Are You Doing NaNoWriMo?

2013-Participant-Facebook-CoverI am. Well, I suppose not technically, but I am using this month (National Novel Writing Month) to step outside my comfort zone and plunge ahead in my next novel (yes, I am working on one—something totally new and different from my previous three). My thoughts on NaNoWriMo, from SparkLife:

Whelp, here we go again. NaNoWriMo time. The Internet has not yet figured out a way to imbue the written word with a tone of voice, so until Google gets on that, I will tell you how I am write-saying those statements: with a combination of trepidation, skepticism, excitement, and hope.

I’m a late-comer to National Novel Writing Month, and I’ll admit that I have a whole heap of mixed and sometimes contradictory feelings about the very idea. See, I write novels for a living, so every month is Novel Writing Month for me. My books take me years to write and edit, so when someone tells me she’s going to write a novel in 30 days, my face tends to freeze in this weird, strained grimace that says “Hmmm, cool!” but actually means, “I’ve already thought of 16 ways to hurt you.”

Writing a novel (or more specifically, according to the official NaNoWriMo rules, writing 50,000 words, which is not precisely the same thing) in a month is ambitious to say the least, and pretty much ensures some terrible writing by placing more emphasis on quantity than on quality. It’s the reason many agents and editors hole up for the month of December, when barely edited NaNoWriMo manuscripts come rolling into their inboxes like a tsunami of deranged monkeys demanding bananas.

But why do I want to punch all those Usain Bolts of novelists in the face? Here is the revelation that has lead to my evolution in feelings about NaNoWriMo—it’s because I’m scared. I’m scared to do what that NaNoWriMo novelist is doing: to write with abandon, to write without thinking, without reading it over, without concern, without that imaginary editor sitting on my shoulder. And that is exactly what NaNoWriMo is actually about. Not writing, but facing your fears about writing.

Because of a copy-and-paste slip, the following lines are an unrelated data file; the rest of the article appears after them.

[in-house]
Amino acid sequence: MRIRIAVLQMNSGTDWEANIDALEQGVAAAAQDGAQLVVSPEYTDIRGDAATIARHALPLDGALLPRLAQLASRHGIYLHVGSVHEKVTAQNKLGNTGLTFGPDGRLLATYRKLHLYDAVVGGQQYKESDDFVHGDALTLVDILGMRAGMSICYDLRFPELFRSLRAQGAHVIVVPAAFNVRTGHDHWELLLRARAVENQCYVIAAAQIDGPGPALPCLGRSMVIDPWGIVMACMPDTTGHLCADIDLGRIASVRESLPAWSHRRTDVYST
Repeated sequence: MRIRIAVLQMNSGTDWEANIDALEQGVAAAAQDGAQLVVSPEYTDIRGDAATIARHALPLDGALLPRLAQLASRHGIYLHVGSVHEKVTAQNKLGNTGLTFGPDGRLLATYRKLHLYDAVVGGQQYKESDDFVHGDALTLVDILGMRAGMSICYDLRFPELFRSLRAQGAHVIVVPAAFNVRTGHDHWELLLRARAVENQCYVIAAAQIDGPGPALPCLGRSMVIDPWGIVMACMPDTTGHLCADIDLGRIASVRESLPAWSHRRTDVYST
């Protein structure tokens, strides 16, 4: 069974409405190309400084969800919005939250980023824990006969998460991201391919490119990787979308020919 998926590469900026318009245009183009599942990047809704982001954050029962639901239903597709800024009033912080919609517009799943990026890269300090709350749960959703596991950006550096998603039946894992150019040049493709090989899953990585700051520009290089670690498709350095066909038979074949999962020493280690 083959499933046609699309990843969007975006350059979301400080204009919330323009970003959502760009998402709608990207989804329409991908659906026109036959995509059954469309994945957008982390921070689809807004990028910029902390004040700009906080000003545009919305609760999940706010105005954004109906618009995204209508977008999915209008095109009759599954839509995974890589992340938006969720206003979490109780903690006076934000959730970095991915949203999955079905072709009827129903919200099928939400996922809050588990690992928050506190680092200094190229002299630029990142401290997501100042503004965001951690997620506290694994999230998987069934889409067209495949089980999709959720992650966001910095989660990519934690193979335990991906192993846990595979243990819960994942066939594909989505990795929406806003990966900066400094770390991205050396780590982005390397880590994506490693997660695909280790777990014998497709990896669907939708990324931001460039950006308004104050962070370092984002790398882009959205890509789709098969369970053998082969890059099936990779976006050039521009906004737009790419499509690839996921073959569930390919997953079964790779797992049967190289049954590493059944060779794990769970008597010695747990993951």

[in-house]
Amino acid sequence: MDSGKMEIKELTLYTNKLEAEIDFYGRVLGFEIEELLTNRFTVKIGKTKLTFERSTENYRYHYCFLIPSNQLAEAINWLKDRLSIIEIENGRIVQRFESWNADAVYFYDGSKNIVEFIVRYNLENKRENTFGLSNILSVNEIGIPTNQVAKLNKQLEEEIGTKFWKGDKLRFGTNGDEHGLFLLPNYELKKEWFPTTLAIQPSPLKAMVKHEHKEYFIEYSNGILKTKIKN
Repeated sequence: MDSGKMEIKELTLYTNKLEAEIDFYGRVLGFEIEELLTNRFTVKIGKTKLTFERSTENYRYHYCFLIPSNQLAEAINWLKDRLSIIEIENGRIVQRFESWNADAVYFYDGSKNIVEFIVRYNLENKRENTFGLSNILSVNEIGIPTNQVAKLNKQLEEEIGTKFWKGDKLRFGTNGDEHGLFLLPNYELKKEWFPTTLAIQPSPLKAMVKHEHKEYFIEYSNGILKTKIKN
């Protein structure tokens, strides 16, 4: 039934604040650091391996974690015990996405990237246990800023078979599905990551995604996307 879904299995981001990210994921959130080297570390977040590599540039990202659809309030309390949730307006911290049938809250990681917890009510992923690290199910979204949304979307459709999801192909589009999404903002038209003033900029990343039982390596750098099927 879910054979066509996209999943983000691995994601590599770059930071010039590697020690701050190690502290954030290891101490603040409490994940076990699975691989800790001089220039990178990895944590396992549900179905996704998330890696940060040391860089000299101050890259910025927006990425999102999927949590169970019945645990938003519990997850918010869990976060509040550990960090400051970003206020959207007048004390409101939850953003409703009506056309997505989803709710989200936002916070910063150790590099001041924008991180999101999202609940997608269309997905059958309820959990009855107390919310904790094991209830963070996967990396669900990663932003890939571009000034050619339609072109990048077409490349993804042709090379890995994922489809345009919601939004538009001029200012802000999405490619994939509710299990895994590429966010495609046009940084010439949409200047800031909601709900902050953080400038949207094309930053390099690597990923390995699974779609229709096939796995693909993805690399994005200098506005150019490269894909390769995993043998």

I’m currently working on my fourth YA novel, and I have to say, it doesn’t get easier. I’ve been thinking about, researching, outlining, and writing this novel for almost three years now. What I have written is still not “there.” Some days I dread opening the document on my computer. I’m no stranger to the empty page, and, in fact, I find all that blankness invigorating. But it’s the half-empty page that’s my problem. Before I can pick up where I left off, I find myself drawn like a moth to a flame back to the words I’ve already written, appraising them, revising them, finding them one day brilliant and another day clunky and tired. I get so preoccupied with what I’ve already written that sometimes I barely write. I take two steps backward to move one step forward.

That is okay. It’s my process. But this NaNoWriMo, I’m going to try something else. I’m going to step outside of my comfort zone. I’m going to face my fears by not facing what I’ve already written and instead forging ahead, unencumbered by the pages behind me and with the momentum of a ticking clock and almost 300,000 other writers at my back. I have 17,240 words of what will probably be a 70,000-word novel. I will not finish it by November 30. That’s ridiculous, but it’s also not the point. The point is that I will spend the next 24 days stringing new words together and ignoring old words. I will discover, not judge. I will write, not edit.

This was supposed to be a pep talk for you, and here I’ve talked all about myself. But this post isn’t for those Sparklers who have already written 10,000 words. This post is for those Sparklers who are feeling ambivalent, skeptical, nervous, and maybe a little bit scared of NaNoWriMo. Take a chance. Face your fear. Free yourself to move forward for 30 days. There will be time to look back later. I wish you luck, and I hope you’ll do the same for me.

xoxo Kathryn

WILDFLOWER advance copies are IN!

Dearest Franks n’ Beans,